IB-2000 (Feruary 2000)
Author: Pamela Benigno
What the Bill Does:
Senate Bill 186 mandates state report cards for the public schools. Each school will be given a letter grade for academic achievement and a letter grade for school safety. Other information such as teacher qualifications and use of taxpayer funds will be included on the report card. Synopsis: To grade schools on safety when it is difficult to ensure fair measurement, may do more harm than good. Grading schools student academic performance is a positive step towards greater accountability, resulting in higher levels of student achievement. Unfortunately, SB 186 requires some fine-tuning because it requires grading the schools on a curve rather than assigning the grade based on the percentage of students who have met the state standards.
I. PROBLEM WITH REPORT CARD ON SAFETY
Schools take on their own personality in academic standards as well as standards for student behavior. Just as one parent has a different definition and tolerance level for a misbehaving child than another parent, so do principals and teachers. It is difficult to grade school safety in an objective manner as outlined in SB186. There can never be a standard measure for such behavior such as a habitually disruptive student. [Note: after this paper was delivered to the state legislature, the provision for safety grades was removed.]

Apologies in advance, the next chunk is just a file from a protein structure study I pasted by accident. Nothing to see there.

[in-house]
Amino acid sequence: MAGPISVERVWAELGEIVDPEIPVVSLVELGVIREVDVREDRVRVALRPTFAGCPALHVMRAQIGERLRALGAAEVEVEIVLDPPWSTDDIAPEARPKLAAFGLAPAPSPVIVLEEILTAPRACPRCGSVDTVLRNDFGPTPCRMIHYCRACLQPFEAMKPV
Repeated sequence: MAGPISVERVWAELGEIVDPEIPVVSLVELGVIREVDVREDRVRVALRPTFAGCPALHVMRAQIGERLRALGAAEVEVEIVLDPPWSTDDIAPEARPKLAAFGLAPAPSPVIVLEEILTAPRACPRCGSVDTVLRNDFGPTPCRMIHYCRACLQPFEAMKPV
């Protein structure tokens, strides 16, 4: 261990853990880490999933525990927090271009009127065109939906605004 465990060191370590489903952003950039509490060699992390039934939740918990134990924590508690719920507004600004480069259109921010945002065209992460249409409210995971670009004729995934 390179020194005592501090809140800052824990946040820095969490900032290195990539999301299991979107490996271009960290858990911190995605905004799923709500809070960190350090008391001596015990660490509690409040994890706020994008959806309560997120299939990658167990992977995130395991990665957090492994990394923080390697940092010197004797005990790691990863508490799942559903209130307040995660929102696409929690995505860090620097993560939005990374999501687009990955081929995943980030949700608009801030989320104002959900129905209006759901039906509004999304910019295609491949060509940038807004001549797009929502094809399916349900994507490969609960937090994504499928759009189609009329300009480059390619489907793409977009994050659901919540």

This system pressures principals and teachers not to report incidents that they might have otherwise reported. Teachers who have higher expectations for student behavior than the other teachers in the school, or than the principal, could be pressured by peers and superiors to lower their standards, to not report incidents, and not to seek the principals help with disruptive students. A school staff with higher standards for student behavior may report more incidents than a school that employs a staff that is more lenient. How will anyone know if all incidents are reported? The degree of accuracy will vary from school to school. We have seen recent news reports around the country that shows students penalized for sharing cough drops, carrying nail clippers, and even first-graders kissing. These incidents fall under zero tolerance definitions of drugs, weapons and sexual harassment. It also proves that school administrators need some leeway.